As we all rejoice about the recent storms that have brought snow to the Mountain West, The National Ski Patrol and Utah Avalanche Center are encouraging everyone who slides on snow to understand the risks.
After a somewhat slow start to the season across the western half of the country, the jet stream is finally delivering consistent snowfall to the mountains in Montana, Wyoming, Utah and Colorado. Although that's good news for the ski industry, it's also worrisome. Avalanche conditions in the Mountain West are among the worst we've seen in years. And the dangers don't only apply to backcountry skiers. Already this season, slides have injured or killed skiers inside resort boundaries and countless avalanches have made uncontrolled side- and backcountry terrain extremely dangerous.
Skiing a spine, with fall-away turns on both sides of it, isn’t easy. But it’s a great way to sharpen your technique.
What’s in It for You › Spines, where adjecent slopes meet to form a peak like the roofline of a giant house, often come with different exposures and even snow conditions on either side. Ski right along the spine and you can sample the goods on each side before you commit to one slope or the other. And it’s fun. You’ll have to contend with variable snow and light, with ground that falls sharply away from you after each transition, and with unpredictable, ever-changing pitches. But the greater the challenge, the sweeter the reward.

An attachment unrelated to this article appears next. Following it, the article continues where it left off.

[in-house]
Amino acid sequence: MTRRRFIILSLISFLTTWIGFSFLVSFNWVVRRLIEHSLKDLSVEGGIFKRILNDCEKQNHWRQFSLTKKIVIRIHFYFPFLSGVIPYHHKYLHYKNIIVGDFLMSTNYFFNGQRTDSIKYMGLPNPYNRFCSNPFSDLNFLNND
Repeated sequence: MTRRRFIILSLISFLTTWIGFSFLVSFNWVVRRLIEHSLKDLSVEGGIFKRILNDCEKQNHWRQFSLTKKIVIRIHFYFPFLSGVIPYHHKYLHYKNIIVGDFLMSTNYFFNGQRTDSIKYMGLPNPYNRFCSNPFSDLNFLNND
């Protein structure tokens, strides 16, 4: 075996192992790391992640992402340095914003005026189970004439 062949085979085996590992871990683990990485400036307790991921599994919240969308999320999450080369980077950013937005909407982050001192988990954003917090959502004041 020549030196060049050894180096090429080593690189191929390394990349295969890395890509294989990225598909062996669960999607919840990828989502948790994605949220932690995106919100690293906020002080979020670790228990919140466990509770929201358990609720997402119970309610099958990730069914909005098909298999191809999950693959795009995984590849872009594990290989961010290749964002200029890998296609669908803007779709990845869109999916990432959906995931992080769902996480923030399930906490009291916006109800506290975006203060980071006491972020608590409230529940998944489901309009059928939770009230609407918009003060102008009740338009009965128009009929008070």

Heavy half squats increase demand on the hip musculature while eliminating the limitations of the muscles acting on the knee in deep ranges of motion. This exercise is a good one for in-season maintenance because it keeps the athletes strong while reducing muscle soreness.
We asked Troy Flanagan, high-performance director for the U.S. Ski Team, what he thinks is the next big thing as far as athletes are concerned.
Troy Flanagan, high-performance director for the U.S. Ski Team, holds a Ph.D. in aerospace engineering. That’s right, a rocket scientist. Flanagan’s job is to brainstorm new methods and training techniques to make U.S. athletes stronger and faster. Flanagan sees great potential in two emerging fields of research—microtechnology and nanotechnology—to maximize the athletic feats of future Olympians and World Cup competitors.